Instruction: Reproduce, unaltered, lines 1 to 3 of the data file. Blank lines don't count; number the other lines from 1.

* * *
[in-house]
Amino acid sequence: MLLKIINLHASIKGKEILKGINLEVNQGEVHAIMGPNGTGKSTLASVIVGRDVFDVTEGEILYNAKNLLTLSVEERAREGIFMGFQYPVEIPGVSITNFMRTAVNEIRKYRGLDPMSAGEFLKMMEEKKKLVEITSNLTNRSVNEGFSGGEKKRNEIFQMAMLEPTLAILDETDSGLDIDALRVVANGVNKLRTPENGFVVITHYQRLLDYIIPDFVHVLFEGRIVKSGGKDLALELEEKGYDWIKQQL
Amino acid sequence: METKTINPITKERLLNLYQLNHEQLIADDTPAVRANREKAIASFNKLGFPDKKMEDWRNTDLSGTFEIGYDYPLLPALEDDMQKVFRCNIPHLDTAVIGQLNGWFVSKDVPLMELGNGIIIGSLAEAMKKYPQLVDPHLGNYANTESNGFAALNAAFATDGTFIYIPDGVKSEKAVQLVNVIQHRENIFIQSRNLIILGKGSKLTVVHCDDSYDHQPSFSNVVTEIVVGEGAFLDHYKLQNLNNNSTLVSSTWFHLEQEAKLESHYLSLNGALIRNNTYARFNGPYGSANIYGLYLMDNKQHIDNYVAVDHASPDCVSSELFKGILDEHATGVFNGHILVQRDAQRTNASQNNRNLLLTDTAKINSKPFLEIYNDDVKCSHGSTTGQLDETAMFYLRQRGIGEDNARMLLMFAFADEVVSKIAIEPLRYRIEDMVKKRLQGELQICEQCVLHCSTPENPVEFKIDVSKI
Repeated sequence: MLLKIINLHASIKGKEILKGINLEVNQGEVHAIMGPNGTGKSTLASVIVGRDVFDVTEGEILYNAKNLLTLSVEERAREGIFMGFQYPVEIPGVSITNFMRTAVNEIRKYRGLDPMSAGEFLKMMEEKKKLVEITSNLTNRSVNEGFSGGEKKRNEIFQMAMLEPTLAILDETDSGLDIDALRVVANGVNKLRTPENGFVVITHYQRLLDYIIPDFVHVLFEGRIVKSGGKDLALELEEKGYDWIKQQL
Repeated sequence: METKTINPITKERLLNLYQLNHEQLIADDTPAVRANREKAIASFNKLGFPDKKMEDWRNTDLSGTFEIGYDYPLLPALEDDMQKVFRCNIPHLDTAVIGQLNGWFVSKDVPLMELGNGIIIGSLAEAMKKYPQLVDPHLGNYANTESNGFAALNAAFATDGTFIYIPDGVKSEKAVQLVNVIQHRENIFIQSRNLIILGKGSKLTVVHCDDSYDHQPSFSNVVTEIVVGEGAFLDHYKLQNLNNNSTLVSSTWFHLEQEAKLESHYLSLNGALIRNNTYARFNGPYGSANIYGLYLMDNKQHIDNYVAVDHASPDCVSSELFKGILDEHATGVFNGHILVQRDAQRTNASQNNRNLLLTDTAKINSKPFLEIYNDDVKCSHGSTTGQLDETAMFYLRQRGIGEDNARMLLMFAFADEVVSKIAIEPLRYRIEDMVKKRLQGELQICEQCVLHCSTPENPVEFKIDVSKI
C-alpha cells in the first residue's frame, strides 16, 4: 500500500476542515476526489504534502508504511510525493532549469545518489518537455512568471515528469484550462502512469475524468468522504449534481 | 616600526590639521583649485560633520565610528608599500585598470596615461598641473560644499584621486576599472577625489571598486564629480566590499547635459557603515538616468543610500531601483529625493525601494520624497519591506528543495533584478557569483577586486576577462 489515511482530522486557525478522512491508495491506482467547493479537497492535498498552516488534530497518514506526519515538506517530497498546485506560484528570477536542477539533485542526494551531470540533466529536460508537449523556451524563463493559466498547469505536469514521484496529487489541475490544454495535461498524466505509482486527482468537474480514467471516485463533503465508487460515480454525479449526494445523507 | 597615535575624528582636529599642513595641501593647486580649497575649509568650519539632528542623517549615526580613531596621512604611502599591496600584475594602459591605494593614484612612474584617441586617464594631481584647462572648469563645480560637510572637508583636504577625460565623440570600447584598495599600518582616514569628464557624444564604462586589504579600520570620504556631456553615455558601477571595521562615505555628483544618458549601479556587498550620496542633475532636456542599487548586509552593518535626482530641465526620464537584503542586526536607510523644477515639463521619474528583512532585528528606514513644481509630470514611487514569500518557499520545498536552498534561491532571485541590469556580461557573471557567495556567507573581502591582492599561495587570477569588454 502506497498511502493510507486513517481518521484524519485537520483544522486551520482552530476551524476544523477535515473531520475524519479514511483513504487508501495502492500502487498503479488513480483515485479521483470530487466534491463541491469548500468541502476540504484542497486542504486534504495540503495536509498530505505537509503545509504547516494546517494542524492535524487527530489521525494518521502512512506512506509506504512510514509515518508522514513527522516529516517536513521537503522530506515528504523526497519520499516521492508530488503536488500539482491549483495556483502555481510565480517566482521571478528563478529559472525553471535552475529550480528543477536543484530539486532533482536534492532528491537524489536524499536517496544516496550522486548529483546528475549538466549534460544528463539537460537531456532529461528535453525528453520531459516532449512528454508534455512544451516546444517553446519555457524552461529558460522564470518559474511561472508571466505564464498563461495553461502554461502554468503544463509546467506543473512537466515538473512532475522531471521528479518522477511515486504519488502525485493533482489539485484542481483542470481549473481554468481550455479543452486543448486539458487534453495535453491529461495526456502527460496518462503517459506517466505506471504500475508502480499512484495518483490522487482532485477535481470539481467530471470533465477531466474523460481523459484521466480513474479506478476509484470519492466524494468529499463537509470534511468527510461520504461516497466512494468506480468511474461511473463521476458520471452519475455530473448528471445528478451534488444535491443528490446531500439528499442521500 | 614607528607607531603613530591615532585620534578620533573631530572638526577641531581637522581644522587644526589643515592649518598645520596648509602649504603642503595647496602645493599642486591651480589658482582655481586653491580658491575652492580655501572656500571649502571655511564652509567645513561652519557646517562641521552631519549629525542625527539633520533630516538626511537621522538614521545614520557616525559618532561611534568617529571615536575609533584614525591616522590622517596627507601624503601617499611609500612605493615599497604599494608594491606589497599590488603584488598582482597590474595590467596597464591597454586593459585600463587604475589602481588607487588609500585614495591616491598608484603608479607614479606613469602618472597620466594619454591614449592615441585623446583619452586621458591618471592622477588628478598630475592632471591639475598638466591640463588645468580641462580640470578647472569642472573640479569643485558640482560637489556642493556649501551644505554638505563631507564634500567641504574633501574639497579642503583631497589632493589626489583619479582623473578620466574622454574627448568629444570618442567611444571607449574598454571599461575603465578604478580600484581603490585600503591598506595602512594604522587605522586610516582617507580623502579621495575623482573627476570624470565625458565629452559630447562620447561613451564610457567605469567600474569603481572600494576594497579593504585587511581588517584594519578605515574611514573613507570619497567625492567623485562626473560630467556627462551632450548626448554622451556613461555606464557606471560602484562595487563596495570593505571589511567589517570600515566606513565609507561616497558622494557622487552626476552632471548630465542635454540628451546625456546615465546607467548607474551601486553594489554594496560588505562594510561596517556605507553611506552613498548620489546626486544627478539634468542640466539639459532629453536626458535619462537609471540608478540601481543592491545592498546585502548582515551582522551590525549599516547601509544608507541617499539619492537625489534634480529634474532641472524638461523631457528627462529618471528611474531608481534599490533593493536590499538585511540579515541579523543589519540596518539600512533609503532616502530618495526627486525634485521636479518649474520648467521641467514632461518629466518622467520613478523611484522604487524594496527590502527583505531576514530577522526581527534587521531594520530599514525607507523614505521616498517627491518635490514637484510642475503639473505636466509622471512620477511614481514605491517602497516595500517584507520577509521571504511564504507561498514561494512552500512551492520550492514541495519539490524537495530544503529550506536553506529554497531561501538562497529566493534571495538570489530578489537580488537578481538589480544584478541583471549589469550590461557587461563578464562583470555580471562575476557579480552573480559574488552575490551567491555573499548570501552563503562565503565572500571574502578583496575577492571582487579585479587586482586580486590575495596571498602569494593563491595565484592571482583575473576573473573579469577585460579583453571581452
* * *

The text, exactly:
[in-house]
Amino acid sequence: MLLKIINLHASIKGKEILKGINLEVNQGEVHAIMGPNGTGKSTLASVIVGRDVFDVTEGEILYNAKNLLTLSVEERAREGIFMGFQYPVEIPGVSITNFMRTAVNEIRKYRGLDPMSAGEFLKMMEEKKKLVEITSNLTNRSVNEGFSGGEKKRNEIFQMAMLEPTLAILDETDSGLDIDALRVVANGVNKLRTPENGFVVITHYQRLLDYIIPDFVHVLFEGRIVKSGGKDLALELEEKGYDWIKQQL
Amino acid sequence: METKTINPITKERLLNLYQLNHEQLIADDTPAVRANREKAIASFNKLGFPDKKMEDWRNTDLSGTFEIGYDYPLLPALEDDMQKVFRCNIPHLDTAVIGQLNGWFVSKDVPLMELGNGIIIGSLAEAMKKYPQLVDPHLGNYANTESNGFAALNAAFATDGTFIYIPDGVKSEKAVQLVNVIQHRENIFIQSRNLIILGKGSKLTVVHCDDSYDHQPSFSNVVTEIVVGEGAFLDHYKLQNLNNNSTLVSSTWFHLEQEAKLESHYLSLNGALIRNNTYARFNGPYGSANIYGLYLMDNKQHIDNYVAVDHASPDCVSSELFKGILDEHATGVFNGHILVQRDAQRTNASQNNRNLLLTDTAKINSKPFLEIYNDDVKCSHGSTTGQLDETAMFYLRQRGIGEDNARMLLMFAFADEVVSKIAIEPLRYRIEDMVKKRLQGELQICEQCVLHCSTPENPVEFKIDVSKI